Certified Purchasing Manager (CPM) and Certified in Production and Inventory Management (CPIM) certifications are credentials for management-level business professionals. The CPM certification is aimed at individuals who specialize in purchasing and supply management, and CPIM certification is geared toward manufacturing professionals, who may or may not be involved with purchasing and supply.
CPM Certification Function
The CPM credential is a nationally recognized industry standard used to indicate competence in purchasing and supply management. The certification process concentrates on leadership and management ability and related skills, such as forecasting, inventory management and sourcing analysis. Applicants demonstrate proficiency in the operational aspects of purchasing, which includes mastery of such functions as negotiations, technology, creating agreements and managing relationships.
CPM Certification Features
The CPM examination contains four modules that applicants can take all at one time or on different occasions. Candidates must pass all four modules to receive the CPM credential. The first three modules contain 95 questions each, and the fourth module includes 120 questions. Applicants receive 105 minutes to complete the first three modules and 130 minutes to complete the fourth.
The Institute for Supply Management, or ISM, administered the CPM credential from 1974 to December 2009. The organization has since transitioned the credential to a program that offers recertification only to individuals who have already earned the CPM designation. Recertification requires a new application every five years to demonstrate participation in at least 84 hours of acceptable continuing education during the active period of certification. Applicants must submit the recertification application no more than 120 days before the CPM credential is scheduled to expire.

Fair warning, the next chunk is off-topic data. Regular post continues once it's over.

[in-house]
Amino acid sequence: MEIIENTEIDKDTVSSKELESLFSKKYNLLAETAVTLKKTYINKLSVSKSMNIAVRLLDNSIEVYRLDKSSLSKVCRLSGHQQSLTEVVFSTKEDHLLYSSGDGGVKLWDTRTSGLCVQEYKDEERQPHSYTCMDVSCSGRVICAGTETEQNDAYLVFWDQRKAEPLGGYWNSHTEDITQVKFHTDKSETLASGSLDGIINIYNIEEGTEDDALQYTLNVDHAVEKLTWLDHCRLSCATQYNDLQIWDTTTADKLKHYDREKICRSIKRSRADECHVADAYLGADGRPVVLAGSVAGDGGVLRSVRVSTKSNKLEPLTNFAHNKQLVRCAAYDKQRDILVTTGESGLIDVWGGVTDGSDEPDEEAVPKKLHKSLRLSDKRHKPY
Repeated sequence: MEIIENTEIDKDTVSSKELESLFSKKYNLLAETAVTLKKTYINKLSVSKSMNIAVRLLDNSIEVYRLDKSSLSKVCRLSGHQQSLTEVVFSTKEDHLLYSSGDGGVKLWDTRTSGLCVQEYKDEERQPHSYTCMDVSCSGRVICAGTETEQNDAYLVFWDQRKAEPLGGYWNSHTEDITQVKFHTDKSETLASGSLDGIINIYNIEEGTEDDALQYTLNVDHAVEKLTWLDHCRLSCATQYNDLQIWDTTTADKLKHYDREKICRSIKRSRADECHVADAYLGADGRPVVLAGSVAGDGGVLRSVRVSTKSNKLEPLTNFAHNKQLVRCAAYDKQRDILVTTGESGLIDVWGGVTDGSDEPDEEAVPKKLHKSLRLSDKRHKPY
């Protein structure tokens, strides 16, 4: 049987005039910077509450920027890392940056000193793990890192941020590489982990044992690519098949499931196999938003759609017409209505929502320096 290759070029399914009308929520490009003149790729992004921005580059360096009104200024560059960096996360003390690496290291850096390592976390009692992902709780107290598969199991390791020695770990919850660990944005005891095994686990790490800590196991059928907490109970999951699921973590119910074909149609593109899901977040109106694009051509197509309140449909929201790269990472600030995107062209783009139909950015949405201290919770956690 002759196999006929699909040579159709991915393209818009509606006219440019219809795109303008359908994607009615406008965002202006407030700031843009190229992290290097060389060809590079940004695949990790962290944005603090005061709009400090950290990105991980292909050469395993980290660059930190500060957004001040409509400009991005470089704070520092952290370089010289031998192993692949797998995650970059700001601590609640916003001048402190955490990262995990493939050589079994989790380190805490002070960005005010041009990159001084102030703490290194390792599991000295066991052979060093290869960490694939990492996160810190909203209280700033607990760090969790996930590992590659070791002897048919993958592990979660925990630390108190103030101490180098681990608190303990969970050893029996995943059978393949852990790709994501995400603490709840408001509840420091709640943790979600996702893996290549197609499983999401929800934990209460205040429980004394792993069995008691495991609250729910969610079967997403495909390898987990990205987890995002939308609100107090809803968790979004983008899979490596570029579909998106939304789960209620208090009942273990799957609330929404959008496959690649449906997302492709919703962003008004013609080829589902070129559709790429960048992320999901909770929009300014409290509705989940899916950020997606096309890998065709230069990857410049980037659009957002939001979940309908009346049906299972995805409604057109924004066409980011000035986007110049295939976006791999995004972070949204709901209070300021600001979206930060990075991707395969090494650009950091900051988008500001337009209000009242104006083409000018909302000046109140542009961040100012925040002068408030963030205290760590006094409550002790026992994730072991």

CPIM Certification Function
The Association for Operations Management, or APICS, has administered the CPIM credential since 1973. The certification process evaluates candidates' knowledge of concepts, processes and terminology related to capacity requirements planning, continuous improvement, demand management, master scheduling, material requirements planning, performance measurements, procurement and supplier planning, quality control, sales and operations planning and supplier relationships. Benefits of acquiring the certification include enhanced knowledge, improved customer relationships, an average 9 percent higher salary and increased credibility, efficiency and profitability, according to APICS.
CPIM Certification Features
The CPIM credential requires successful completion of examinations that test candidates' skills in five modules: Basics of Supply Chain Management, Detailed Scheduling and Planning, Execution and Control of Operations, Master Planning of Resources and Strategic Management of Resources. Before the year 2000, CPIM certification required completing examinations in seven modules, which APICS subsequently reconfigured into the current five. The computer-based CPIM examinations are available year-round to APICS members and non-members through testing providers in North America, such as Pearson VUE.
Before ISM transitioned the CPM credential to recertification only, candidates had to have either a degree from an accredited four-year school and at least three years of acceptable full-time experience or five years of full-time experience in supply management without a clerical or support focus. Candidates for CPIM certification should be professionals who work in materials management, operations, procurement, production and inventory management, purchasing or supply chain management.